At this point the band had one single out – “Everythang’s Groovy”. This track is coupled with two killer B-Sides, “TV Cabbage” & “Space Rape”. After the gig the band just got pissed with everyone in the upstairs bar at The Mermaid.
The band, (signed to indie label In-Tape), then released the E.P. “Nosedive Karma”. Arguably the bands way too premature peak. Nosedive attempted to fuse hip-hop with punk and space rock. Straight away it was an anthem. Catchy chorus, beatbox, wah-guitar – it was an adventerous record that arguably paved the way for the RUN DMC / Aerosmith thing working? Yes, the RUN DMC single was already out but at the time it was largely ignored – with time it became the classic it is now.
Only two months later and Gaye Bykers On Acid were back at The Mermaid for the Nosedive Tour. The venue was RAMMED. The band spotted my group of mates and me and came over to talk. They didn’t act like they were on the cusp of something potentially big music wise, they just seemed very like minded an out for a laugh. They dedicated the first track to the band I was in at the time “Cabbage”.
I would honestly say, despite the fact that retrospectively the music hasn’t aged well, that it was / remains the 2nd best gig i’ve ever seen. Add to that the 2nd best gig i’ve ever seen by some distance to whatever the 3rd is. The band played a storming, chaotic gig. The Mermaid room literally rocked. Battles between the band and the mosh-pit for the mic for the chorus of “Nosedive Karma” was a great live band at their best – at a great underground venue – moment.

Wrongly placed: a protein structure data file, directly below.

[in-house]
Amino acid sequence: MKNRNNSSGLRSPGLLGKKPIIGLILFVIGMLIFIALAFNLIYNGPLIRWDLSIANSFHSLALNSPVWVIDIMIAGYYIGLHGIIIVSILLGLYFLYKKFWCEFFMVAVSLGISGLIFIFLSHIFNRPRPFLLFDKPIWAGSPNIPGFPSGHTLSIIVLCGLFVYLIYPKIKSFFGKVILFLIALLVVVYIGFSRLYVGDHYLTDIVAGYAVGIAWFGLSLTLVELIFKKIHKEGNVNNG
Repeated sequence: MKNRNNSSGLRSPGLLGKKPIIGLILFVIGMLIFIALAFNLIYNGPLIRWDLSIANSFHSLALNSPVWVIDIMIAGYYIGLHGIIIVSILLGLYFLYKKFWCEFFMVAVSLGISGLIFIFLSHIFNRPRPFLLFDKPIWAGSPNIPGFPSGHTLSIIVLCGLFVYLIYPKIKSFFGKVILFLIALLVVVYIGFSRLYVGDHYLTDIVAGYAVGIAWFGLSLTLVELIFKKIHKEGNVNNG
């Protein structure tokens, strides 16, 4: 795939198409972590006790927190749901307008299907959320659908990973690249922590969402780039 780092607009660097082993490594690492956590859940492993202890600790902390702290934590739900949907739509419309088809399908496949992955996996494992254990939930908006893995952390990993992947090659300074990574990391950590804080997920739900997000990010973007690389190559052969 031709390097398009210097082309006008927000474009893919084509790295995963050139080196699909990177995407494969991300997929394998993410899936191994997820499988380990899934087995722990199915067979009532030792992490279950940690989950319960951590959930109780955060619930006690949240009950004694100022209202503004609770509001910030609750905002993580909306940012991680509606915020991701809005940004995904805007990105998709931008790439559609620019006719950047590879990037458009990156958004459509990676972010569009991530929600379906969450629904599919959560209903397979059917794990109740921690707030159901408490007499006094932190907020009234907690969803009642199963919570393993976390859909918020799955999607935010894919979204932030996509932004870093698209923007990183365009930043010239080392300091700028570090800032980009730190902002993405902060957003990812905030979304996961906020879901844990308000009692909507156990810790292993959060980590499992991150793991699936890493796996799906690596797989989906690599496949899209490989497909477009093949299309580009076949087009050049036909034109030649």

Punks, hippes, students, trendier fans who’d gotten wind of the band – the whole room was in chaos for about an hour. The band only had 2 E.P.’s out. They ran out of material. Mary Mary spotted someone from Pop Will Eat Itself and they called them to get up on stage to perform a chaotic version of Hawkwind’s “Orgone Accumulator”. At the end of the set the stage had about 30 people on it all going for the mic or just going nuts.
After the gig the band again spoke to my group of mates. They discussed where to play in Birmingham that could hold more people. I suggested The Irish Centre (which they went on to play next time in Brum for the “Drill Your Own Hole” Tour).
At this point, despite a drunken, excited by a great post-gig haze, I realised they would never play this great venue again. Bands started to outgrow The Mermaid. Musical Scenes and moments have a limited life-span. Almost a downer after an incredible show.